Those who own both a swimming pool and a hot tub may have seen the pile of chemicals they use for each and noticed that they’re essentially the same ingredients. You may have even asked yourself, “Can pool chemicals be used in my hot tub?”
While it seems like a reasonable question to ask, you should never mix your hot tub chemicals with those of your swimming pool. Even though they may look similar on the packaging, the concentration of these chemicals is greatly different.
The pH, alkalinity, and chlorine levels in a hot tub can be significantly impacted by the addition of pool chemicals, making them unsuitable for soaking. If these levels get too out of balance, your hot tub is at risk for damage. So the next time you find yourself running low on an additive, resist the urge to mix and match! Learn more about the differences between hot tubs and swimming pools below.
It All Comes Down to Chemistry
The active ingredients in swimming pool chemicals and hot tub chemicals may look the same, but if you look closer, you’ll see that the concentrations are quite different. It all boils down to their chemistry, which we discussed previously in detail here. The bottom line is that switching between the pool and hot tub chemicals can affect the water’s chemistry in unexpected ways. In addition to seriously damaging your hot tub or swimming pool, the water could end up harbouring dangerous bacteria, ruining an otherwise fun evening with friends.
For pool water to be effectively cleaned and treated, larger amounts of more concentrated chemicals are needed as the pool water has more volume and covers a larger surface area than a hot tub. Not only do hot tubs require fewer chemicals, their smaller size means the chemicals need to be more diluted to maintain their optimal pH.
Let’s Talk Temperature…
Swimming pools typically have a maximum temperature of 27°C. In contrast, hot tubs usually have a temperature between 37°–40°C. As the temperature increases, the reaction of chemicals becomes more erratic and unpredictable, which leads to pH imbalances if the proper chemistry is not maintained. In comparison to a swimming pool, water in a hot tub evaporates more quickly. The more water that evaporates, the less chemicals are needed.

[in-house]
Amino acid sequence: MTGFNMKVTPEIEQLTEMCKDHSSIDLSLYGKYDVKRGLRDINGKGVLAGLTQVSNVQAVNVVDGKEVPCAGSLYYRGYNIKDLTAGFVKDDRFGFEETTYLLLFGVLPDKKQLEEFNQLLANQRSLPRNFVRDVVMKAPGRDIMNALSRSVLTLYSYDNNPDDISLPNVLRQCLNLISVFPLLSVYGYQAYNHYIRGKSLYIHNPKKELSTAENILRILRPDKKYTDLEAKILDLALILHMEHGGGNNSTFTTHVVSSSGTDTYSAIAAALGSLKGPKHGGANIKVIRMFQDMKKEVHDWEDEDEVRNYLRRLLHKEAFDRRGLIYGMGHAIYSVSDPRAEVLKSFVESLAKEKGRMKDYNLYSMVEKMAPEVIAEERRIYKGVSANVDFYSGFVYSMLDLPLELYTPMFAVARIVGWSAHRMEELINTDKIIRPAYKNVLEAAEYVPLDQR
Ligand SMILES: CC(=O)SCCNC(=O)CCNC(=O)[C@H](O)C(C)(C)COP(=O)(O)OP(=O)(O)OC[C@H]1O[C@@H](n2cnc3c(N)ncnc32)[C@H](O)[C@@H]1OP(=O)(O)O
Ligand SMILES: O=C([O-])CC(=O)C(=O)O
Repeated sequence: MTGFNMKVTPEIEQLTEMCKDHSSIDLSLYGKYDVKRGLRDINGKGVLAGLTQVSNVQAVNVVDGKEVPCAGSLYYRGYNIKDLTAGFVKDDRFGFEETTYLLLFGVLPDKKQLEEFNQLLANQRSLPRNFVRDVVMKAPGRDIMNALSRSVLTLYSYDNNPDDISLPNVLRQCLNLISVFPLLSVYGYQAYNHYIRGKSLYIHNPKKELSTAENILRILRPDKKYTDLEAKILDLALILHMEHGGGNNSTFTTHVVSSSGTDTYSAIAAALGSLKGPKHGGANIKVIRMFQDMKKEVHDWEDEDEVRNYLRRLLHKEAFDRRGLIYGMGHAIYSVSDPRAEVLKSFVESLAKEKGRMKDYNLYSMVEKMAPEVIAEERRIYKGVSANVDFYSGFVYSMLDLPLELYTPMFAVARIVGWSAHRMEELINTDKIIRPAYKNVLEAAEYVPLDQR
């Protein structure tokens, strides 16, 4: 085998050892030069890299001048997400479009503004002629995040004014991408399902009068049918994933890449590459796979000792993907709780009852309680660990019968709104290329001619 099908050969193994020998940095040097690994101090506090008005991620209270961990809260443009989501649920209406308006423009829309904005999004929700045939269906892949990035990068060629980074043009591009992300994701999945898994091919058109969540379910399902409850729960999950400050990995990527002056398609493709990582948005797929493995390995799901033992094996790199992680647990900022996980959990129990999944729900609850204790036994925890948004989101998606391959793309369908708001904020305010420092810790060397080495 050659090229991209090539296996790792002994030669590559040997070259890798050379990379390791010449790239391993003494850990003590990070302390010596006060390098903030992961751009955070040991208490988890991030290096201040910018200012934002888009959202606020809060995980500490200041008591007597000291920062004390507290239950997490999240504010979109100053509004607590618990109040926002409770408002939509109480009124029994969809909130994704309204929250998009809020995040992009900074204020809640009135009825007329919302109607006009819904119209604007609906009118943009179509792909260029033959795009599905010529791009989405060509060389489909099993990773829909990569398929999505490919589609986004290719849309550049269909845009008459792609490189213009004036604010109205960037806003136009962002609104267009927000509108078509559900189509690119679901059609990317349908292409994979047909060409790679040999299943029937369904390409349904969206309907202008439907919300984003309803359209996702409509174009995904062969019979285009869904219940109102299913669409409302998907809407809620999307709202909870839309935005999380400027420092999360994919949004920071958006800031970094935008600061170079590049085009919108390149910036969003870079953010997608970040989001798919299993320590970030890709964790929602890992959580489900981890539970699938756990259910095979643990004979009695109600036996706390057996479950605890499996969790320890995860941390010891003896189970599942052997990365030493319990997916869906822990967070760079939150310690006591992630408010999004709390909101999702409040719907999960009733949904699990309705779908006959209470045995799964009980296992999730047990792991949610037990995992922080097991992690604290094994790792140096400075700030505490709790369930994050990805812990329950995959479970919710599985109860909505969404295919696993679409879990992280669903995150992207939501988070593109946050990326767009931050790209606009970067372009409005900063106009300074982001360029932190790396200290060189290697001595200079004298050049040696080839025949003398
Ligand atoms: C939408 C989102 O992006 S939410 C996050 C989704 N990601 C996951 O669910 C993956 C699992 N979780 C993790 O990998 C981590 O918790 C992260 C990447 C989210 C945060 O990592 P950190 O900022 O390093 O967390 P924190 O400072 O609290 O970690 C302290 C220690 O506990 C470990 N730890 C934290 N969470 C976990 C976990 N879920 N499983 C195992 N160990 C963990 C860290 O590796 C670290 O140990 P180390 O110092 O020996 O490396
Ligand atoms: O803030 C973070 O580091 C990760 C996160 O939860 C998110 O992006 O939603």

Jets or No Jets?
Water circulation, such as from the jets in a hot tub, make it easier to disperse the chemicals, so you don’t need as much. In pools—which produce less turbulent water—the chemicals need to be more concentrated to achieve the right pH balance.
Room and Capacity
Hot tubs can accommodate between three to four people, while backyard pools can accommodate many more, depending on the size. The lower activity in the hot tub water means the pH may spike or drop sharply if the exact chemical measurements are not added or if the concentrations are a little off.
It is important to keep your hot tub, pool, or spa’s chemicals balanced, but it can also be complicated. Fortunately, Spa Tech is here to help! We offer a comprehensive Water Care Program for customers in Edmonton and the surrounding area.
We’ll help get your unit set up and perform regular check-ups so you can enjoy yours all year long. Visit our website or call 780-901-7872 to get started today!